You can read more about the IHRA’s working definition and the context in which it arose here.

Rambert School does not tolerate harassment and discrimination of any kind, including on racial, religious or other grounds.  We note that this definition does not affect the definition set out in the Equality Act (2010) regarding racial discrimination nor our duties under that Act.  Our adoption of it does not change those duties or any of our other legal obligations including those relating to freedom of speech, nor does it change how we meet those obligations or our approach to our work on equality, diversity and inclusion.  We have adopted this definition both in support of our anti-discrimination work, and also as a guide to helping our community understand antisemitism.

Our Equity, Diversity & Inclusion Committee sets our institutional EDI priorities and monitors our work in this area, reporting to our Academic Quality & Standards Board. Membership is made up of a cross-section of staff and students from across our institution; we have a standing core membership but any members of our student body or staff are welcome to attend and engage with the work of this committee.

Responsibilities of members of the Equity, Diversity Committee:

• To act as champions and advocates on equality, diversity, inclusion and anti-discrimination issues within the School.
• To inform strategic direction and policy within the School with regard to equality, diversity and inclusion
• To respond to equity, diversity, inclusion and anti-discrimination and ideas raised by colleagues within the School and bring these to the Committee for discussion.
• To share experience, knowledge and expertise with other members of the Committee.
• To lead/participate as required in Working Groups appointed by the Committee.
• To inform the school community of any recommendations, guidelines and research findings developed by members of the Equity and Diversity Committee.
• To produce, review and/or recommend accessible resources on behalf of Rambert School
• To recommend new areas of research and development, and ideas for staff training in order to improve practice and policy in relation to all aspects of equality, diversity, inclusion and anti-discrimination within the school.
• To report to the Academic Quality & Standards Board and other appropriate meetings/committees on key issues and initiatives.

Below are constructive steps we have taken in promoting Racial Justice and Anti-racism at Rambert School

1. Actively recruit counselling team members who can support Black and Global Majority students through their daily experiences, recognising that racism impacts their daily life

We have diversified our pool of counsellors available to our students and have recently recruited:

  • A counsellor of Global Majority background
  • A counsellor from the LGBTQIA+ community
  • A counsellor specialising in eating disorders

2. Support our students and staff in developing confidence in discussing social issues and to become racially literate. Racial literacy is the ability to recognise, respond to and counter racism.

We have completed a range of CPD activities relating to Racial Justice, which include:

  • Staff have undergone equality and diversity training with EqualiTeach
  • Staff CPD session with Black Artists in Dance (BAiD) on understanding white privilege
  • Completed a 2-year partnership with BAiD to support the School in its anti-racism work on a day-to-day basis, at strategic level and through departmental plans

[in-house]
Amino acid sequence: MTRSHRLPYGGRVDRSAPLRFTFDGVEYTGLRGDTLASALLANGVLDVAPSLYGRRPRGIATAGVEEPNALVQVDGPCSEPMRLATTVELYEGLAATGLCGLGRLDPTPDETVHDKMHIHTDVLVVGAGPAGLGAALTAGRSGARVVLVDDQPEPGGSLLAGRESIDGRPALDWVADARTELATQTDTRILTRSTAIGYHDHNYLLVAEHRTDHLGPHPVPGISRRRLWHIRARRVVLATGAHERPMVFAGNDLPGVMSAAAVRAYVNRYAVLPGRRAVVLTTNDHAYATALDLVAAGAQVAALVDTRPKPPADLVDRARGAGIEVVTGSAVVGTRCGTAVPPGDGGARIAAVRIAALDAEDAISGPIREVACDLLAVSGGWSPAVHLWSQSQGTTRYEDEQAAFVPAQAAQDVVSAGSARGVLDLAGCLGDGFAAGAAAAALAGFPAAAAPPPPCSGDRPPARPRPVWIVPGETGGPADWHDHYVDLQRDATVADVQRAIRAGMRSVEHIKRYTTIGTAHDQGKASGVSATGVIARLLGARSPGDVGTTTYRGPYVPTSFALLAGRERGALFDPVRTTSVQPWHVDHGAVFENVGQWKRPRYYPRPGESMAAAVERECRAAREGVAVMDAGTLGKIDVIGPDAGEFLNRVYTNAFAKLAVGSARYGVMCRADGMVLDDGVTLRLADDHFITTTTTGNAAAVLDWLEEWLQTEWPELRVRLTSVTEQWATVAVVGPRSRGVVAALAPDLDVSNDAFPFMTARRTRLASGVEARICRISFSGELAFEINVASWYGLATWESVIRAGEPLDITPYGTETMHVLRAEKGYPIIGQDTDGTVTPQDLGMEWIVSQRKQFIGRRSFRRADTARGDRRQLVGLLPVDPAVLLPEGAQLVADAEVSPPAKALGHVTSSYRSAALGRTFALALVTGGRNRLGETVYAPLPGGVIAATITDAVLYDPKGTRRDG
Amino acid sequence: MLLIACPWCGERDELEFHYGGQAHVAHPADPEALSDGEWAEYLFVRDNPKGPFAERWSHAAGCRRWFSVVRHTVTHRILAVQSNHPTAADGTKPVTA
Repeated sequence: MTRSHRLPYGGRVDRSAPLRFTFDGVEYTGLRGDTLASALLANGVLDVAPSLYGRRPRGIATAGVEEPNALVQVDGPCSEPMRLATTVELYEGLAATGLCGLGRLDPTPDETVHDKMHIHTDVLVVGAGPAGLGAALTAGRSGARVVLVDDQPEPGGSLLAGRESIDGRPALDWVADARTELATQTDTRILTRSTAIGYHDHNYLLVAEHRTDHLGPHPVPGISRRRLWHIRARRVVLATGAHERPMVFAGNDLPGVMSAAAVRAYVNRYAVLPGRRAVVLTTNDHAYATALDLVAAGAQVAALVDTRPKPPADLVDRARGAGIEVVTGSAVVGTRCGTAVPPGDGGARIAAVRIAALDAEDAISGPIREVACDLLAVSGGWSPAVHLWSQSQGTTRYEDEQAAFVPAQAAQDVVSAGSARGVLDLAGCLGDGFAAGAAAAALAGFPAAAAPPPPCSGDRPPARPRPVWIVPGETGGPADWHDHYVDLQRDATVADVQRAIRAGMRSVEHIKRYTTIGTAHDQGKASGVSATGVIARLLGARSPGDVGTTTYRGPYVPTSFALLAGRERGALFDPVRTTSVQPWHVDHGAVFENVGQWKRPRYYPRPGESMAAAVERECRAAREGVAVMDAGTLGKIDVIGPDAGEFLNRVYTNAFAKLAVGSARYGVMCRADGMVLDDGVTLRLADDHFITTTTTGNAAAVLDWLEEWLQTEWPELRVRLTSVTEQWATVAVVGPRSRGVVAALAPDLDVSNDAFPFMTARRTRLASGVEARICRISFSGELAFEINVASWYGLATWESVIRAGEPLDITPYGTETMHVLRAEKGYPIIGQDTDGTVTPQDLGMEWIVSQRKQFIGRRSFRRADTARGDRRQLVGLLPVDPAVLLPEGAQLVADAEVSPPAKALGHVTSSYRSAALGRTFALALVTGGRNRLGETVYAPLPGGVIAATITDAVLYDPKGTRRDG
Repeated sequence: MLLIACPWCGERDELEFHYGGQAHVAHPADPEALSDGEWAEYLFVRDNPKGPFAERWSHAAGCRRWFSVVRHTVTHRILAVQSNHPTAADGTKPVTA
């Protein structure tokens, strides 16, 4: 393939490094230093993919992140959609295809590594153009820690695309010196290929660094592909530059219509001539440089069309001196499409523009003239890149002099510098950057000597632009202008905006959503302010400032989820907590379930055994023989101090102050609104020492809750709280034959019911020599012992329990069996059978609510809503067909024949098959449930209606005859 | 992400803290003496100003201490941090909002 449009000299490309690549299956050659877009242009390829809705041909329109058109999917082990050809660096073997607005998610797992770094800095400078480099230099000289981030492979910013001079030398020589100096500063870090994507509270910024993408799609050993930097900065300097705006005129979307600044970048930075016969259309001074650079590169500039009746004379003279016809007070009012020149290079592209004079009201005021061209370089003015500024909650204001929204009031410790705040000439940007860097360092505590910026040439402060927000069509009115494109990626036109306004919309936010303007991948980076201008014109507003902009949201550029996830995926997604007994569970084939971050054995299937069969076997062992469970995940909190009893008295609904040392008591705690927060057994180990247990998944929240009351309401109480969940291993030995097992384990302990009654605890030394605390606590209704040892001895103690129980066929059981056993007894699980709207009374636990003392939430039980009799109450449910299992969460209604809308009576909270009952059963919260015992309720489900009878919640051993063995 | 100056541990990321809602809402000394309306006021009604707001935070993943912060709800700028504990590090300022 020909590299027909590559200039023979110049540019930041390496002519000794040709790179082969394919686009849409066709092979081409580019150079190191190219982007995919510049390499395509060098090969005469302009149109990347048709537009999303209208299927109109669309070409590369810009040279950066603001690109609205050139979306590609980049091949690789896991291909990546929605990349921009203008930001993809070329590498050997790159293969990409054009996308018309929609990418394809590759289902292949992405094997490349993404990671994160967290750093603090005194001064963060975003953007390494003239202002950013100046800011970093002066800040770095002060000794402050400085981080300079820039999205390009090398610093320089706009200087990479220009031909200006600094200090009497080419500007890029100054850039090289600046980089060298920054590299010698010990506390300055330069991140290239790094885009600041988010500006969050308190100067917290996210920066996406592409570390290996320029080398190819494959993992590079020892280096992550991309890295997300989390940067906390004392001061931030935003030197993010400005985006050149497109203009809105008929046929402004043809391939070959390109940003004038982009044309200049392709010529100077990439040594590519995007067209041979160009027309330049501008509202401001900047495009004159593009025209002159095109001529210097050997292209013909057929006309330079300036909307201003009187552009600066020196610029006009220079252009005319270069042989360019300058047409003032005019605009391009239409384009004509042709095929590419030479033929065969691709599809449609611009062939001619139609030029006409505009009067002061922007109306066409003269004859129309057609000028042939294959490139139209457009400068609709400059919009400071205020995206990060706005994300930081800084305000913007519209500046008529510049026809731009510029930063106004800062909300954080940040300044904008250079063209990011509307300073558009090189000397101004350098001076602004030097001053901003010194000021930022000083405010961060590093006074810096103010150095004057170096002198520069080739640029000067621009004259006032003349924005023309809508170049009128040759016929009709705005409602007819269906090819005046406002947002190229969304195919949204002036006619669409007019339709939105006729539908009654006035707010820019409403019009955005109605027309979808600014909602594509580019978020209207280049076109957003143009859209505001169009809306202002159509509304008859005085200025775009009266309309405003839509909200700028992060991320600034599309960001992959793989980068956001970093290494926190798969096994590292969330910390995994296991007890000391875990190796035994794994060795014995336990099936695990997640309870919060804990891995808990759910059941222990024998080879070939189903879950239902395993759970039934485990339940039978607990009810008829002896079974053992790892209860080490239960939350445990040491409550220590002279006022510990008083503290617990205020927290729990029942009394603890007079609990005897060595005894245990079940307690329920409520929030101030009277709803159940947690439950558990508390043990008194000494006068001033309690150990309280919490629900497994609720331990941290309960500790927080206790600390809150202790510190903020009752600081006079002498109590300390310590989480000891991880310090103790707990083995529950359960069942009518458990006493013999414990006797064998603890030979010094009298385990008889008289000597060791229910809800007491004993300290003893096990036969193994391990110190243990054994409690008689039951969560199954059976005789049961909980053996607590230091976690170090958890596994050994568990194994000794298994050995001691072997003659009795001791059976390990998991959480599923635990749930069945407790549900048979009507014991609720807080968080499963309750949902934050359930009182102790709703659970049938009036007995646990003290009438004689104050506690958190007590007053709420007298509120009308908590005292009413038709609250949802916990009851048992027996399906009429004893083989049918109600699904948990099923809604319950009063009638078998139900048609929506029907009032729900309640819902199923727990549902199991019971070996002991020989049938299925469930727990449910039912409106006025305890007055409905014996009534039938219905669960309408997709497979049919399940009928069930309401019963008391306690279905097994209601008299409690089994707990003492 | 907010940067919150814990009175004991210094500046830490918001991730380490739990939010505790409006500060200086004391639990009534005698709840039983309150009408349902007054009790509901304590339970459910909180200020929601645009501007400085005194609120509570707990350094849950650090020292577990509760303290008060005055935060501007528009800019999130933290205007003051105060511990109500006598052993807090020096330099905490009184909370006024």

• Adopted the Halo Code championing the right of staff and students to embrace all Afro-hairstyles, and welcoming the wearing of headscarves and hijabs
  • Bespoke sections created within the School community’s digital channels to share resources, stories, and insights on EDI related topics. For example, a channel dedicated to Social Justice and Environmental Social Governance, with a specific page for Racial Awareness and Cultural Awareness
  • Created a Rambert School EDI pack available as a PDF resource
  • Added new research materials to the Library relating to Racial Literacy and Racial Justice, with seminal texts from activist scholars from 20th and 21st century
  • Embedded EDI commitments in meetings and action plans across all departments so every member of staff is accountable for upholding anti-racism

3. Encourage student engagement and agency on racial justice and active anti-racism

We have expanded our Student Representation team to include Inclusivity Advocates to represent the student body and engage in all committees. Areas of advocacy include Race, Gender, LGBTQIA+, Disability and Neurodiversity.

We have encouraged student-led EDI activities and allocated funding specifically for EDI related events including anti-racism. The School held their first Inclusivity Week in 2023 where student involvement was mandatory as workshops and discussion groups were included in the timetable.

4. Create a steering group to guide the work of the school with external input

A Racial Justice and Anti-racism steering committee was created to discuss race related issues as they were raised. The committee evolved and is now a working group sitting under the Equity, Diversity & Inclusion Committee.

5. Hold regular training and learning opportunities that address issues of racial discrimination

Racial Justice alongside other EDI topics such as disability awareness have been included as part of staff inset days and training. Also, the School’s senior leadership team have committed to attending EDI training workshops and to engage with wider networks across higher education and the dance industry.


  • Two male dancers in green and grey
  • Ballet dancers in purple costumes